News flash: There’s bad stuff in certain parts of the Internet. BusinessWeek owes an apology to the families of the trees it killed to print this piece of crap. Where were these crack investigative journalists when Enron and WorldCom and all were stealing stockholders blind?
Month: August 2002
Attention working journalists: Good advice today from April Oliver on dealing with corporate perfidy, sociopathic sources, Satan-spawn lawyers, and other office furniture.
As my friend Arminda so eloquently puts it, score one for the Episcopalians — against that stupid Mac campaign. Feh! Feh! Mac feh!
“Missour-EE” — ?!?!? My ass it is. Yuppies trying to ruin another damn state out there.
Image that’ll stay with me for days: George Foreman and Muhammad Ali arguing religion. Wouldn’t you love to hear that conversation? (For you tykes who can’t remember boxing pre-Tyson, this is why some of us still love the sport.)
Declan McCullough, often one of my favorite tech journalists, provides yet another reason for me to wish to set libertarians on fire: A well written and completely oblivious screed on why the Digital Millennium Copyright Act ain’t no thang. I admire his dogged belief that we can code our way out of this mess (not to mention his complete innocence of what the chilling effect is like when you’re not working for employers just itching to be a First Amendment test case), but I think back over the modern history of revolution and fear that things bode no better for the intellectuals these days than they did in 1970s Cambodia. Cute of him to be so optimistic, but I’m afraid we can’t just play with our toys, boys. Time to smarten up about the rest of the world.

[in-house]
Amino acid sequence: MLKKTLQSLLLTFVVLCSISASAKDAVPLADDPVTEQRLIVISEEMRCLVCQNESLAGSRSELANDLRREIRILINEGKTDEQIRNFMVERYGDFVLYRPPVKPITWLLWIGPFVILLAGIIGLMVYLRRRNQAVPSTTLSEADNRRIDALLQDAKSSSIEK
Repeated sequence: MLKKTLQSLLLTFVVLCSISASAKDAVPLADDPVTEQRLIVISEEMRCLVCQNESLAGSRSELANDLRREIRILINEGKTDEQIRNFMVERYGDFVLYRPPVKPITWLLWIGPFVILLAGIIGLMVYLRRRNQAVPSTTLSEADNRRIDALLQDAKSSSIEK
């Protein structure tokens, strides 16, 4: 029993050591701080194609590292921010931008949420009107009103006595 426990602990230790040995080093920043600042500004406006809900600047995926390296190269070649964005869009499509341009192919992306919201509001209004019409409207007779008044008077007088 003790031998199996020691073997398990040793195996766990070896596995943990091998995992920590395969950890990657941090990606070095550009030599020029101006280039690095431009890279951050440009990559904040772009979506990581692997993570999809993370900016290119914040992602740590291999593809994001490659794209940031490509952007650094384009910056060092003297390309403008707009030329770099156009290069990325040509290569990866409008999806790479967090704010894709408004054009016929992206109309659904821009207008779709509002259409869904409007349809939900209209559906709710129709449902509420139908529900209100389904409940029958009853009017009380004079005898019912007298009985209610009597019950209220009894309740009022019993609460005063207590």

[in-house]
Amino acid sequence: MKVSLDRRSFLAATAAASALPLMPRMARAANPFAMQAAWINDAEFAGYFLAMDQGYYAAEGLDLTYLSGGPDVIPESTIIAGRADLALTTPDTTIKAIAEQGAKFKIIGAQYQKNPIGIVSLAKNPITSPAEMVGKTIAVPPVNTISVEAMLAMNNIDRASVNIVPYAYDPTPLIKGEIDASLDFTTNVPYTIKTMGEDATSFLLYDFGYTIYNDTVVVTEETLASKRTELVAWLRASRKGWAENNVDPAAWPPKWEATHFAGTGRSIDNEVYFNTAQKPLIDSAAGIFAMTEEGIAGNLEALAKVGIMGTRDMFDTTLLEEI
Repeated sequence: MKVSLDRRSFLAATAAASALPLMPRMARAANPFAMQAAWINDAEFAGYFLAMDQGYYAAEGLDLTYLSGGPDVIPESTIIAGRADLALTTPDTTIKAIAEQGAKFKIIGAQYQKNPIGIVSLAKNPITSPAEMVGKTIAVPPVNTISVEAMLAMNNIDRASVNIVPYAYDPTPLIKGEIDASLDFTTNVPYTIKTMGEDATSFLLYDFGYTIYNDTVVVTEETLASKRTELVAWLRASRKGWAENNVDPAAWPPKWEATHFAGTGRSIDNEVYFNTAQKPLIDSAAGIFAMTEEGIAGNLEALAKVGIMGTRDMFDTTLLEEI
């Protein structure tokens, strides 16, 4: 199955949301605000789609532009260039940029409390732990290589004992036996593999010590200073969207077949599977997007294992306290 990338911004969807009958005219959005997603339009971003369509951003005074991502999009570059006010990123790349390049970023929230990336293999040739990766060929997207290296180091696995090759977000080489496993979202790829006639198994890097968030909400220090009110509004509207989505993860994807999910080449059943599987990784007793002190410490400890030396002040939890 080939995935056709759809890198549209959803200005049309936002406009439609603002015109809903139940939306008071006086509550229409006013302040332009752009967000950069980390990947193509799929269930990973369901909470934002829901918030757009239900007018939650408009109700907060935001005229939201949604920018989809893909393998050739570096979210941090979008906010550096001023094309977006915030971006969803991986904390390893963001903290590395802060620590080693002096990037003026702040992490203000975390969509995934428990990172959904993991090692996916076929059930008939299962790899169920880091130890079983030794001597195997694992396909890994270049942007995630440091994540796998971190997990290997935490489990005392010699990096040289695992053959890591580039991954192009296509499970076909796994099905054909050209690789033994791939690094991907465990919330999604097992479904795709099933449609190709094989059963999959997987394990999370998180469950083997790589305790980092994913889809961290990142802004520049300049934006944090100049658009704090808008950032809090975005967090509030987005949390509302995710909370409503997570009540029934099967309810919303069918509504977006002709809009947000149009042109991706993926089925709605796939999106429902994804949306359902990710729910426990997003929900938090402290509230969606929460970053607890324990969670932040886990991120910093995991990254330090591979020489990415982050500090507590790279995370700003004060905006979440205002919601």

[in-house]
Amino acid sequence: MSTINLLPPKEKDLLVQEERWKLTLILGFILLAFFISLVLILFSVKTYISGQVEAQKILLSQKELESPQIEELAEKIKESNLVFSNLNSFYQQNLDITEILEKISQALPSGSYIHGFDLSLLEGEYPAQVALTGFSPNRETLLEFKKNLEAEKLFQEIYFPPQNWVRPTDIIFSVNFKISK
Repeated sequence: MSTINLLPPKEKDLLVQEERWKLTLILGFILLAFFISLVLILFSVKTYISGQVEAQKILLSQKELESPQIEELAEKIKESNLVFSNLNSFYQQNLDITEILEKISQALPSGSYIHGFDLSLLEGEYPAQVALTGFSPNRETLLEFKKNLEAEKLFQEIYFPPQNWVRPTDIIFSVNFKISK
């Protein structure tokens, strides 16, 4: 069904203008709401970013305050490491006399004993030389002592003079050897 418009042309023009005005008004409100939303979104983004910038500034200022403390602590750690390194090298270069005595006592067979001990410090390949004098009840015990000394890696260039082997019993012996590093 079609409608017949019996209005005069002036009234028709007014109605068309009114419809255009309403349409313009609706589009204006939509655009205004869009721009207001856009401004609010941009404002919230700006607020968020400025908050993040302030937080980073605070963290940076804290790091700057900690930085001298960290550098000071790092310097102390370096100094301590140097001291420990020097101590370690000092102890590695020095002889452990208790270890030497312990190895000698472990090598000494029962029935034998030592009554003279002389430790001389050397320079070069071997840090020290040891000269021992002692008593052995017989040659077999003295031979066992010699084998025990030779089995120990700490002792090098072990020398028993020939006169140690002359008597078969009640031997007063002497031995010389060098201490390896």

From the country that brought you the ALL-CAPS wire-transfer scam spam, something else: Woman and man have sex. They’re not married. She gets pregnant. Man denies anything happened. He goes on with his life. Woman condemned to death by stoning. You know, far be it from me to suggest that using the words “Islamic” and “justice” in the same sentence is problematic in this case, but…
Whatever they’re on at SatireWire this week, I want.
Attention all personnel! They’re reworked the Ages of Man in Turkmenistan, and it’s a pretty good system. For future reference: Until 13, childhood; until 25, adolescence; until 37, youth (yes!); until 49, maturity (uh-oh); until 62, the age of the prophet; until 73, the age of inspiration (that’ll be nice, God willing); to 85, the age of the white-bearded elder (a beard? I won’t care for that); to 97, old age; to 107, the age of Oguz Khan, an ancient Turkic ruler. Yes, friends: live long enough, and you’ll be Turkic. Seems reasonable.
I don’t know what I was supposed to be doing tonight (oh yeah, surveillance article — oops!) or why I didn’t think I needed all those brain cells any more (they interfered with most in-office conversations, but even I leave the grounds now and then), but I just watched The Apple for the first time in… oh, honey, not long enough. Yeow. Part of the fun is watching Vladek Sheybal — a man who escaped from a concentration camp, a man who befriended Bette Davis, a man who knew how to give a fargin’ line reading — wink his way through this. Al Pacino in The Devil’s Advocate found footsteps along his method-acting path, I do believe.